David Deutchman had a 41-year career in international marketing when he retired.  Like many retirees, he needed something to keep himself vital.  He chose to volunteer at Children’s Healthcare in Atlanta.  He supported the pediatric and neonatal care unit (NICU) as a cuddler.

David’s gentle touch helped babies in distress.  “There are a lot of benefits to that warm connection of being held – when a baby puts their face against your heartbeat,” David says.  David also provided comfort to mothers and fathers, knowing that there was someone who would provide comfort to their babies when they couldn’t.

David volunteered at the hospital for 14 years.  He was known as the NICU grandpa.  His volunteering was forced to end when he was diagnosed with pancreatic cancer.  Upon his death, the hospital organized a drive-by parade outside his home accompanied by a NICU transport truck and helicopter.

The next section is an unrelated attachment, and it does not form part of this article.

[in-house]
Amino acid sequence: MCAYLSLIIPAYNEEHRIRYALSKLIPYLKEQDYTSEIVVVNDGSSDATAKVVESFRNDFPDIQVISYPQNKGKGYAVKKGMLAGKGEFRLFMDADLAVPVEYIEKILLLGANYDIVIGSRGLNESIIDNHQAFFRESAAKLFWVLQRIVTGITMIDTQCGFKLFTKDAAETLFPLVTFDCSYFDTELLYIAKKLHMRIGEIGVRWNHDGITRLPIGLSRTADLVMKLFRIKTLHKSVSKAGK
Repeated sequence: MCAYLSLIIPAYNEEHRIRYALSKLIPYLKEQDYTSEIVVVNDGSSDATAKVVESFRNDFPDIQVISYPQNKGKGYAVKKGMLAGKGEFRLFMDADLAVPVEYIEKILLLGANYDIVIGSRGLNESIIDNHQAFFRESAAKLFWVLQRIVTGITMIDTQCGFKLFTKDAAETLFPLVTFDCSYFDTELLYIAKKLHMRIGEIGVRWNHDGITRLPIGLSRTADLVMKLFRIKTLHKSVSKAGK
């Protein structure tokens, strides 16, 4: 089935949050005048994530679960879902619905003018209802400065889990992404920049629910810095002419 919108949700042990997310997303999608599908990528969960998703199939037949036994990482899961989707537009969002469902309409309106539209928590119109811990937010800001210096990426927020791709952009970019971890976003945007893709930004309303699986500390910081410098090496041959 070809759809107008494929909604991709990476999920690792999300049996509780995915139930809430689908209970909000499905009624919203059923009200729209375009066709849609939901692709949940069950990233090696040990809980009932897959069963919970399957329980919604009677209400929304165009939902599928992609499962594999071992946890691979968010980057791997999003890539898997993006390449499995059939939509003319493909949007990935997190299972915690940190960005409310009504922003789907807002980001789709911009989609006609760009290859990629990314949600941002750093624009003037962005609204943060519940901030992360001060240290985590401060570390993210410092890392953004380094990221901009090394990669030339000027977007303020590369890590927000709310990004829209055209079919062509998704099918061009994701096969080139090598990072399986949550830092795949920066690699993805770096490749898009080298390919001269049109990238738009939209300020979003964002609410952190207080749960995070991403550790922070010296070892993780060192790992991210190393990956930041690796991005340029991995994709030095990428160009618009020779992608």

David Deutchman chose to be a friend to severely ill babies and their parents.  We tend to think of friendship as a social activity.  The true meaning of being a friend is being someone who provides comfort and joy no matter the occasion.  Social media has distorted the meaning of being a friend.  Friends are not collectables.  They are people who we can talk to about serious matters and seek their advice.  Friends are people who look out for our best interests even when we may not see situations as they do.  Our relationship with friends is much more than social.  It is personal and often deeply emotional.

Think about David Deutchman’s friendship with the children he cuddled and their parents.  He provided comfort and emotional support.  He was also a friend to the caregiving staff in a very stressful environment.  Just imagine the emotions that David must have experienced  the loss of a baby with he had cuddled.  Now compare David’s friendship with the babies he cared for with how the concept of friendship has evolved in our society today.

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“Friends show their love in times of trouble, not in happiness.”  -Euripides (Greek playwright)

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